Proud of our roots
It was on 1 January 1946 that engineer W.G. Witteveen (1891-1979) and Prof. G.S. Bos (1908-2004) established an engineering and consultancy firm called ‘Stedebouwkundig advies- en ingenieursbureau Witteveen en Bos c.i.’.
From 1924 to 1945, Willem Witteveen had worked in Rotterdam at different times as Head of Urban Expansion and Buildings, City Architect, Director of Urban Development, Director of the Municipal Engineering Department and Director of the Rotterdam City Planning Advisory Office. After qualifying as a civil engineer at the Delft University of Technology, Mr. Bos spent four years working at the Amsterdam Public Works Department and six years at the municipality of Enschede. He produced a plan for Enschede’s sewer system and what at the time was the largest sewage treatment works in the Netherlands.
Coincidence and chemistry played a part in the first meeting between these two gentlemen. In late 1945, a mutual acquaintance advised Witteveen he should meet with Bos. Bos would later call it an incredible story: ‘Half a day after this advice there was a meeting between the famous urban planner and a completely unknown civil engineer 17 years his junior. After talking after lunch for less than an hour, the decision was taken to enter into a partnership to establish an engineering firm for urban development and public works’.
The partnership contract was penned on just one sheet of A4 paper and survived until 1 January 1958 when Witteveen retired. Their successful association was built upon trust and reliability. And it still is.
Bos remained active in our agency until 1976. He was a man with a clear mission: ‘Our work is aimed at enabling people to live safely’. In addition, he felt he was a proper engineer ‘that works in the area of tension between two responsibilities – the responsibility towards the client and the responsibility towards society that we are a part of’. Engineering was his life, and the way in which he carried out his profession is still a source of inspiration for many of us.
The company’s first assignment was won through Witteveen: the design for the Prins Bernhard locks for the new port in the city of Deventer. Their office was established at the plush villa owned by the mother of their new associate Frits Meijer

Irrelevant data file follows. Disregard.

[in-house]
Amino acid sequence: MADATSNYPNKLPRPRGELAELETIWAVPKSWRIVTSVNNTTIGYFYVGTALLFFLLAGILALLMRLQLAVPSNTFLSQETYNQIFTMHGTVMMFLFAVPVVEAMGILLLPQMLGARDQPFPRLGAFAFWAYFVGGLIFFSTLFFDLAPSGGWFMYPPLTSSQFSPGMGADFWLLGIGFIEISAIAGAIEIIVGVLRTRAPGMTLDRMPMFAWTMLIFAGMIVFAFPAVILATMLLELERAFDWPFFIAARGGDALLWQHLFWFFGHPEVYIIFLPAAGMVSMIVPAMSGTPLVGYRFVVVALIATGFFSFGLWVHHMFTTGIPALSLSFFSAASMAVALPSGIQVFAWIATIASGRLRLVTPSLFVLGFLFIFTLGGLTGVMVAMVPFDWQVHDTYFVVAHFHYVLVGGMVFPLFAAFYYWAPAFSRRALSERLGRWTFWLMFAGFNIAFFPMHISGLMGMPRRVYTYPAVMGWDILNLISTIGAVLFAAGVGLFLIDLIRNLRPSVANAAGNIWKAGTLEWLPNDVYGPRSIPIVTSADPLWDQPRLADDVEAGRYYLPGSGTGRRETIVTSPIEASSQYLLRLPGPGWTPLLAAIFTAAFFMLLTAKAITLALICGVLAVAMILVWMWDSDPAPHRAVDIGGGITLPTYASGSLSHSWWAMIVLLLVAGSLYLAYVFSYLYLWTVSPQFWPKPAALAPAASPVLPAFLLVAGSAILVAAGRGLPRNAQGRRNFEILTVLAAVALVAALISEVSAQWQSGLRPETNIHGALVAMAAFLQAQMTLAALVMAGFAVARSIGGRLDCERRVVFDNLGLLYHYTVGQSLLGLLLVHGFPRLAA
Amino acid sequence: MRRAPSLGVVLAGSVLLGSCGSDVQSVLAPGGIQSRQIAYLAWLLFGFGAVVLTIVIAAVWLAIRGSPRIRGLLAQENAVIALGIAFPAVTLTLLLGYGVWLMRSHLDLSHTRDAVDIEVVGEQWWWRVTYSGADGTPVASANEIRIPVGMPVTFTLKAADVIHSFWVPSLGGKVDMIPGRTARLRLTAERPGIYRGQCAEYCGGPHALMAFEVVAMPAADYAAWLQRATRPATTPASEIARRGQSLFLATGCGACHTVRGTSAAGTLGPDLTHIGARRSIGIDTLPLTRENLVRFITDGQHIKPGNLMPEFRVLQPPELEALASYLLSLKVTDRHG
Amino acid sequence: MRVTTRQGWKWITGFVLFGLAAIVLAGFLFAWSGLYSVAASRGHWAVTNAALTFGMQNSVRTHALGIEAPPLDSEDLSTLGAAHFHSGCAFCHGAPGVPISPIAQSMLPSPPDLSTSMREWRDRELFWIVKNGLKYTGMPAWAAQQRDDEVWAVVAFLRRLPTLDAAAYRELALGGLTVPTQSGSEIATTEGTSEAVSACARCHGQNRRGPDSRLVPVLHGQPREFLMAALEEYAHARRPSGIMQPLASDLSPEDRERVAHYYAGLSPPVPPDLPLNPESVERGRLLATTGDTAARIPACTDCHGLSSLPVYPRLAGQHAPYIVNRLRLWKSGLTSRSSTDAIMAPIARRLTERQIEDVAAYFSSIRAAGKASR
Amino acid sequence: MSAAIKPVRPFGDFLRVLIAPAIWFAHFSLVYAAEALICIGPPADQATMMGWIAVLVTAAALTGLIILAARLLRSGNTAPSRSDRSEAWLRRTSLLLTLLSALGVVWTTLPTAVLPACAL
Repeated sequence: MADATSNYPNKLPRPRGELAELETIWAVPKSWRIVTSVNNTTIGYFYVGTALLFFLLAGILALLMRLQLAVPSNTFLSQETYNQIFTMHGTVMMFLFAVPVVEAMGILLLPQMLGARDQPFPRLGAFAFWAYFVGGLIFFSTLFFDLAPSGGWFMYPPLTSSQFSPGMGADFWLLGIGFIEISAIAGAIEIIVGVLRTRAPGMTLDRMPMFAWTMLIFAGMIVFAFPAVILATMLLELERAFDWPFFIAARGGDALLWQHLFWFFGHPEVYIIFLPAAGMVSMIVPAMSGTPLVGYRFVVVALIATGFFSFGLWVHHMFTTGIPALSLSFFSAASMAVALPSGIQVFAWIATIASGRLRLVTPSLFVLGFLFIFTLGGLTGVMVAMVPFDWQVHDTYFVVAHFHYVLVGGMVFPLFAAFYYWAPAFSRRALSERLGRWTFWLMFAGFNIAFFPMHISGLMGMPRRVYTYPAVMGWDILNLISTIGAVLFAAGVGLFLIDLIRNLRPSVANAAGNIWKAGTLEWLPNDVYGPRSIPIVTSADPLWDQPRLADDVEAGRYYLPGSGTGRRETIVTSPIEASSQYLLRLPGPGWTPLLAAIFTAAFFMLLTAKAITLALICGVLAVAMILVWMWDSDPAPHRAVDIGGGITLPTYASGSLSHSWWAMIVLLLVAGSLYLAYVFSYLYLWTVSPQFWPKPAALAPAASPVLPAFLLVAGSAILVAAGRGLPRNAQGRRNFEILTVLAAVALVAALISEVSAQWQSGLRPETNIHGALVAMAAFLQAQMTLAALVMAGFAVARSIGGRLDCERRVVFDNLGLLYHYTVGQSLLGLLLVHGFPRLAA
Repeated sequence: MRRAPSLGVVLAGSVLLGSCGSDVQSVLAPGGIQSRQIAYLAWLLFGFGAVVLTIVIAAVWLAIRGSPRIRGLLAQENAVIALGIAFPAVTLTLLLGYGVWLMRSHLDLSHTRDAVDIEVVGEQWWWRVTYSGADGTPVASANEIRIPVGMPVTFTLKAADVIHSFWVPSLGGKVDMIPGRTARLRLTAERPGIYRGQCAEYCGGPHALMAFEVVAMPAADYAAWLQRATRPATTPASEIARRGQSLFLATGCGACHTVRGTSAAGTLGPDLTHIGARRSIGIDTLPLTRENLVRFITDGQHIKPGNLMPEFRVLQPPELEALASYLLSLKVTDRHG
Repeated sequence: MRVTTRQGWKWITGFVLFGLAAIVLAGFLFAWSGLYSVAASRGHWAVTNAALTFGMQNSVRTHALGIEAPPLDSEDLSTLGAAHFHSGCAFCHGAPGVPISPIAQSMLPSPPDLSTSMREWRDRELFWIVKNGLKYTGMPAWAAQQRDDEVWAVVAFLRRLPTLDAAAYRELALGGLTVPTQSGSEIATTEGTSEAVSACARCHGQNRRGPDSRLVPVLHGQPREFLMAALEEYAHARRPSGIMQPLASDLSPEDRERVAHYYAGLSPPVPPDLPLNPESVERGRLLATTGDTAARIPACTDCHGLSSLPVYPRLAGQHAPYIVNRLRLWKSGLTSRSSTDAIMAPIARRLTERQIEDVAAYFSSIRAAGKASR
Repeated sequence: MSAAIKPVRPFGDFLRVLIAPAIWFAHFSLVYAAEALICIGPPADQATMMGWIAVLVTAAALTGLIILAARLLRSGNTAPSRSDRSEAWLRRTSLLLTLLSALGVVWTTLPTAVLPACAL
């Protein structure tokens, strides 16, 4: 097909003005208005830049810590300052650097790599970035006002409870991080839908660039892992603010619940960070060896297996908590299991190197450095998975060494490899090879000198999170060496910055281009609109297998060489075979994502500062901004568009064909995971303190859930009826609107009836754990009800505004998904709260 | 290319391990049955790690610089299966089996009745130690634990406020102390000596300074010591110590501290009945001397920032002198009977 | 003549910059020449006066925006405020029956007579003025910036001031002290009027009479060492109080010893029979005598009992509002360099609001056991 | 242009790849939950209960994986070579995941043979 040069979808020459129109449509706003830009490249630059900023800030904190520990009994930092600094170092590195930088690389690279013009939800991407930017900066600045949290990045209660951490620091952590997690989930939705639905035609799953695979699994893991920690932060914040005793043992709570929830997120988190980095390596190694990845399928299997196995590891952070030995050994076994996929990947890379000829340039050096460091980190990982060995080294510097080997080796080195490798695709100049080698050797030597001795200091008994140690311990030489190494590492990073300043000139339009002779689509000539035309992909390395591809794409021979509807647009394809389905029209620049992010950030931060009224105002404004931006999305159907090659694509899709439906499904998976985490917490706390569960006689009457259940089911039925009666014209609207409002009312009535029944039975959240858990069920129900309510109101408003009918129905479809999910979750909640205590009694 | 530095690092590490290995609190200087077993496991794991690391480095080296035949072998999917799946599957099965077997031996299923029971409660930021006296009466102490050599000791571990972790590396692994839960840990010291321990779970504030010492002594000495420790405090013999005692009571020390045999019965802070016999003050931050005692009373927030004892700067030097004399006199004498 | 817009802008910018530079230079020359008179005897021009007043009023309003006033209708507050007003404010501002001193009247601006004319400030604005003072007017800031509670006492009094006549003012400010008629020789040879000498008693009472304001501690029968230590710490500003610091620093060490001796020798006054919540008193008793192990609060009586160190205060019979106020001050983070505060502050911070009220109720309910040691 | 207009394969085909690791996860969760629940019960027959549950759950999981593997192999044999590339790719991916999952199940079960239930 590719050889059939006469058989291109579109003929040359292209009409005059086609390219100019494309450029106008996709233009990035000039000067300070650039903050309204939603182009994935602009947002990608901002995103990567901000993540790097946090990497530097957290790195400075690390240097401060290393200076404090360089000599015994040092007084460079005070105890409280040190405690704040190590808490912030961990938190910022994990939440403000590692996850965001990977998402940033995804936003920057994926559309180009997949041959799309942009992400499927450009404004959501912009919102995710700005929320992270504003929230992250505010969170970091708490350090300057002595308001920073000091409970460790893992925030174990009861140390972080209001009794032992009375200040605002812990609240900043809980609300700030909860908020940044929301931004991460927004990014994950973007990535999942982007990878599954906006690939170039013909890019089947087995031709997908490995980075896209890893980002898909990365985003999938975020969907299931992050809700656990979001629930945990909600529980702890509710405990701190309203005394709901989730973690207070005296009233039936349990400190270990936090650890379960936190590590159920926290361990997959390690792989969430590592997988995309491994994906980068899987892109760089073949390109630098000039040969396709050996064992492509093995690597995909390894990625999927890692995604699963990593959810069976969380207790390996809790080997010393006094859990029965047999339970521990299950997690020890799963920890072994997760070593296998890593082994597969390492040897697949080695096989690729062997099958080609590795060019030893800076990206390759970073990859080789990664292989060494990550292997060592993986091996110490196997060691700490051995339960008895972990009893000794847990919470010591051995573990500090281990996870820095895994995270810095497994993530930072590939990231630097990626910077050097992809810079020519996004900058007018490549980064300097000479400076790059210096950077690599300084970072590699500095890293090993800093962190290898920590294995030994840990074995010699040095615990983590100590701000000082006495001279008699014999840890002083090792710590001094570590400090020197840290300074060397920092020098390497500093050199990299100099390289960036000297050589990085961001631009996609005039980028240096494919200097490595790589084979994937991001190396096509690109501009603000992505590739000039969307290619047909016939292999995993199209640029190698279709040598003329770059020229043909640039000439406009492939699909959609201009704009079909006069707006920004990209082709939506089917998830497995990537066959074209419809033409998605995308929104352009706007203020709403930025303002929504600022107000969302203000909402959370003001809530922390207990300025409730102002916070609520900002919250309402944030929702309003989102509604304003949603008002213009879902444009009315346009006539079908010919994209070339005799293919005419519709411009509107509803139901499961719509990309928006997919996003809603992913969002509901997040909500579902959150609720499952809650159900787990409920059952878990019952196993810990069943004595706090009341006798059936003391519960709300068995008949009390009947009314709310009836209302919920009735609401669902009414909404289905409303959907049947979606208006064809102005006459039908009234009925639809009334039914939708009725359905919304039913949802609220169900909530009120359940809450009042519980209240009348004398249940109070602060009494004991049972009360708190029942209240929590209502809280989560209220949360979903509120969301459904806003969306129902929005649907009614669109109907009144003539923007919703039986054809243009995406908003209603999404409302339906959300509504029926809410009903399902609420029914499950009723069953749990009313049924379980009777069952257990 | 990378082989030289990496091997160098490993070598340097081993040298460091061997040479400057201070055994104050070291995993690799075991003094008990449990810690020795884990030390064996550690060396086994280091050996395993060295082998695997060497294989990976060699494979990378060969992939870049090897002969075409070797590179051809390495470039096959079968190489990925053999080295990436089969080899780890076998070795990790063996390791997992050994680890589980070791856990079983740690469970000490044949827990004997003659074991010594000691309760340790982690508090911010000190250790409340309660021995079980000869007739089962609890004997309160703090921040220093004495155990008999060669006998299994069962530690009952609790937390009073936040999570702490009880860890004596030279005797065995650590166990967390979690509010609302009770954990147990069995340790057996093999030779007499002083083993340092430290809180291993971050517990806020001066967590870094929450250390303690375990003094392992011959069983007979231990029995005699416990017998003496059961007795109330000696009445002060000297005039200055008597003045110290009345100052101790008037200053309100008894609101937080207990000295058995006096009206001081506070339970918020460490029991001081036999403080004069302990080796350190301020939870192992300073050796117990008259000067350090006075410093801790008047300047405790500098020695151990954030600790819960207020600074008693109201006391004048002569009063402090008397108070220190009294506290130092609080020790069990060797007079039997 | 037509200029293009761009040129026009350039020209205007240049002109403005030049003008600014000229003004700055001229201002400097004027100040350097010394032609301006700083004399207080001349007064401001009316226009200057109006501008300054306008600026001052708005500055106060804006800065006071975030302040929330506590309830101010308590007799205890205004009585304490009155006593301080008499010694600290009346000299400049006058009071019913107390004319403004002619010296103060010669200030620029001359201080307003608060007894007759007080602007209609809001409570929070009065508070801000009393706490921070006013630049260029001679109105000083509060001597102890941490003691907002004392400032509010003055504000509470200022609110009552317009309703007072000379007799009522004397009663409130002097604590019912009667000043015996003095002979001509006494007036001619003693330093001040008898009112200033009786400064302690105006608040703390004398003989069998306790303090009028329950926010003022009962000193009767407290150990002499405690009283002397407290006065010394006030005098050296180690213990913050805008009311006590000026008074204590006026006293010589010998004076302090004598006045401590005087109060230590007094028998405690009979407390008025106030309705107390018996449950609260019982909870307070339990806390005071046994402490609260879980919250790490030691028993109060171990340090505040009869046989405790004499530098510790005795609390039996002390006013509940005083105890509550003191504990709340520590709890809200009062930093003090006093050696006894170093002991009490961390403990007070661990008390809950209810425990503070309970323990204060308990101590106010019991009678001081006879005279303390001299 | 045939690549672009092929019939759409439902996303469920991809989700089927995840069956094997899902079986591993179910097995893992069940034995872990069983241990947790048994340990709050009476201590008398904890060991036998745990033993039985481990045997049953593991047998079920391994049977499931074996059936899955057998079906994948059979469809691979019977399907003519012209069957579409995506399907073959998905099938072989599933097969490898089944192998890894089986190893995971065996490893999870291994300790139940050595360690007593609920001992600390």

Stages of development
The first years bore all the hallmarks of the post-war pioneering phase. Drawings were made on drawing tables and we used slide rules for calculations. Supervisors travelled to project sites by bicycle. It was a phase in which the work was awarded to the expert engineers and consultants Witteveen and Bos for the simple reason that they were known to be good at their job. In the years that followed, we were swept along with the progress taking place in the Netherlands and experienced a phase of strong growth. Witteveen and Bos grasped the opportunities for other types of projects that presented themselves with both hands and started working on sewage treatment plants, among other things.
Societal developments were reflected within the organisation. The phase of democratisation in the 1960s resulted in the first Contact Council (Kontaktraad) which later became the Works Council. In projects, miscommunication sometimes arose between project leaders and draughtsmen (inside) and the supervisors (outside). To resolve this, the Technical Contact Council (Technisch Kontakt Beraad, TKB) was established: a fixed meeting point, twice a year, to improve contacts, share professional knowledge and discuss organisational developments. Even today, the TKB is still a household name and a very well-attended internal networking event.
In the late 1970s, the world became more international and we opened our first office outside the Netherlands by taking over the Nedeco office in Jakarta. The contract for the Ancol land reclamation project was the first in a long line of land reclamation projects in Indonesia.
The early 1980s were economically difficult times and competition intensified. During this period, we grew from 200 to 300 employees. Our internal organisation was professionalised through the new PMC structure with three sectors: Environment, Infrastructure and Buildings, devolving entrepreneurship to lower organisational levels.
In 1992, the Witteveen+Bos partnership was converted into a company with all the shares held by its employees. The subsequent period of economic growth offered great opportunities, including large infrastructural projects such as Amsterdam’s North/South metro line. This growth enabled our company to step up its professionalisation drive. Our first company code and a completely rewritten Quality Manual were introduced.
The strong globalization of the past decade triggered a phase of rapid internationalization for Witteveen+Bos. We won contracts in Kazakhstan and opened three offices there. We also opened new offices in places including Antwerp (2009), Singapore (2014), Dubai (2014), London (2015) and Ghana (2016). In May 2015, Belgian consultancy firm MAVA joined Witteveen+Bos.
Those who know their past are prepared for the future
Strong foundation in past experience
Witteveen+Bos has now grown into a global network encompassing some 1,100 experts and operating in 11 countries. Based on a strong foundation, our DNA, our strategy and corporate objectives, we aim to continue growing as a global integrated company with a sustainable and innovative profile. In the coming decades, we aspire to be a committed and interesting employer, contractor and project partner in resolving the societal challenges of the future.